Consumo y percepción de productos ultraprocesados

The EIT Food Consumer Observatory has just published a study that sheds a lot of light on European consumers’ perceptions of ultra-processed foods. The study combines a survey of 10,000 consumers in 17 European countries with a follow-up qualitative study, and one of the main revelations is that 65% of European consumers believe that ultra-processed foods are unhealthy and will cause health problems later in life. Moreover, 67% believe that ultra-processed foods contribute to obesity, diabetes and other lifestyle-related health problems.

Additional interesting findings:

  • 67% of people surveyed say they do not like their food to contain ingredients they do not recognise.
  • 40% do not trust that ultra-processed foods are sufficiently regulated by the authorities to ensure that they are safe and healthy in the long term.
  •  60% consider them to be harmful to the environment, linking ultra-processed foods to the perception of being unnatural, as well as the presence of chemicals and industrial production.
  • 56% indicate that they try to avoid buying ultra-processed products.

Lack of understanding of what ultra-processed foods are

Ultra-processed foods include packaged snacks, sodas, sweetened cereals, energy drinks, chocolate bars, ready-made sauces and dips, as well as salad dressings. Many plant-based substitute foods are also included in this group, as their composition often includes ingredients such as protein isolates, seed oils, emulsifiers, gums, additives.

However, as unhealthy as they may be considered, consumers continue to buy ultra-processed foods. In fact, according to the survey, only 56% say they try not to consume these products.

And it is not just a question of convenience and comfort. A lack of understanding of how products are processed contributes to consumers’ uncertainty about which products to buy: 61% of consumers consider energy drinks to be part of the group of ultra-processed products, 22% consider the plant-based cheese substitute to be part of this group and 34% consider chocolate bars to be part of this group.

This leads to 84% of respondents consuming ultra-processed foods less than five times a week, which is probably an underestimate.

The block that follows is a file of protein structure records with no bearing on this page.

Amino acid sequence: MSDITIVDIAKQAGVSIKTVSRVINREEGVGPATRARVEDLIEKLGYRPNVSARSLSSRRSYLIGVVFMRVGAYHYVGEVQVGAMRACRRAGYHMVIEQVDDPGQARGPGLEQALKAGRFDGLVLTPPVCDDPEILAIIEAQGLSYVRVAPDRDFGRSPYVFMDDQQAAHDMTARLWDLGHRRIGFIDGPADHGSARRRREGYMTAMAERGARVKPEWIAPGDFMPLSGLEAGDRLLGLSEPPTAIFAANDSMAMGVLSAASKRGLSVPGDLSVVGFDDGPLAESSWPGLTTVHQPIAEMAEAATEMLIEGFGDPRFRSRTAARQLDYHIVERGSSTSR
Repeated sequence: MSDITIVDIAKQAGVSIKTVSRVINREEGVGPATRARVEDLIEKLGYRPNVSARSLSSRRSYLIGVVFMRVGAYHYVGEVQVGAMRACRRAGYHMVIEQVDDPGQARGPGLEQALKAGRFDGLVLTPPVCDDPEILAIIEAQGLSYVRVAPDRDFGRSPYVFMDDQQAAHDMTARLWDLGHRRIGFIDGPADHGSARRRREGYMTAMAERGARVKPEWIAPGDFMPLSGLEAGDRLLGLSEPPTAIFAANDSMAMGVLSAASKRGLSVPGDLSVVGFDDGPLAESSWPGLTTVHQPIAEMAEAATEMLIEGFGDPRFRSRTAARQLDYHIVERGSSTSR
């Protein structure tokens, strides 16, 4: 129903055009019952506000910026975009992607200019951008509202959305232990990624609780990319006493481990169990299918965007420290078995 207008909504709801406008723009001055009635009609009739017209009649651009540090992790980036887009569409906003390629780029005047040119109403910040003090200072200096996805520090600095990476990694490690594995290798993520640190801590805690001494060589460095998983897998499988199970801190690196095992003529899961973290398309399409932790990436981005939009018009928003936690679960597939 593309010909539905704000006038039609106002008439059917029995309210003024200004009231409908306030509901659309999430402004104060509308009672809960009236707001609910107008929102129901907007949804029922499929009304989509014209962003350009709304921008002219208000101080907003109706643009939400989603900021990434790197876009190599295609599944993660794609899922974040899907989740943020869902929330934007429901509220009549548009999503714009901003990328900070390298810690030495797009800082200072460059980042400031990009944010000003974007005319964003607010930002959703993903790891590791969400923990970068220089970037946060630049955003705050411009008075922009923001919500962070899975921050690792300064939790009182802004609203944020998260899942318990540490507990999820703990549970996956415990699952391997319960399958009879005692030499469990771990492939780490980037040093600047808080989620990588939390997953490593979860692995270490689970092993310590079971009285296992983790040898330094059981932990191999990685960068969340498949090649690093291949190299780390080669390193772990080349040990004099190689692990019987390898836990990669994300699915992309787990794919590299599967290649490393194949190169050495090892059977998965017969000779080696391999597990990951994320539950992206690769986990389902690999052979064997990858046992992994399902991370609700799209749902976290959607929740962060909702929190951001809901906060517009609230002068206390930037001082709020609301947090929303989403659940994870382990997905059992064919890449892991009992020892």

Reluctance towards ultra-processed foods makes consumers less inclined towards plant-based alternatives


Entre un 34% y un 36% percibe productos como los sustitutivos plant based como las piezas de ”pollo” o “queso” vegano como altamente procesados. Es más, estos productos son a menudos vistos como opciones mucho más procesadas que las originales de origen animal, por lo que muchos consumidores prefieren quedarse con esta opción antes que optar por alternativas plant based.

¿Por qué se siguen consumiendo productos ultrapocesados?

The study shows that the main reasons for consuming such products are convenience, taste and price. It should also be noted that the majority of consumers do not plan to reduce their consumption of ultra-processed products, although they do show a willingness to maintain a balance between these and home-prepared foods.

In any case, those consumers who have the least means (in terms of time and money) will be the least able to choose which products to buy, and it is most likely that the level of processing will not be a determining factor in this respect.

Some recommendations

The report concludes with a series of recommendations for food authorities, manufacturers and retailers to build consumer confidence and help consumers make healthier, more informed choices about the foods they eat. Here are some of them:

  • Institutions and scientists need to define ultra-processed foods and make more conclusive and substantiated claims about their short- and long-term healthiness.
  • Health institutions need to consider how to communicate and educate consumers about what food processing means, what it can look like and what effects it can have on health.
  • National dietary recommendations should clarify whether plant-based substitutes are ultra-processed foods and whether this influences their overall healthfulness.

The full report can be downloaded from the project website.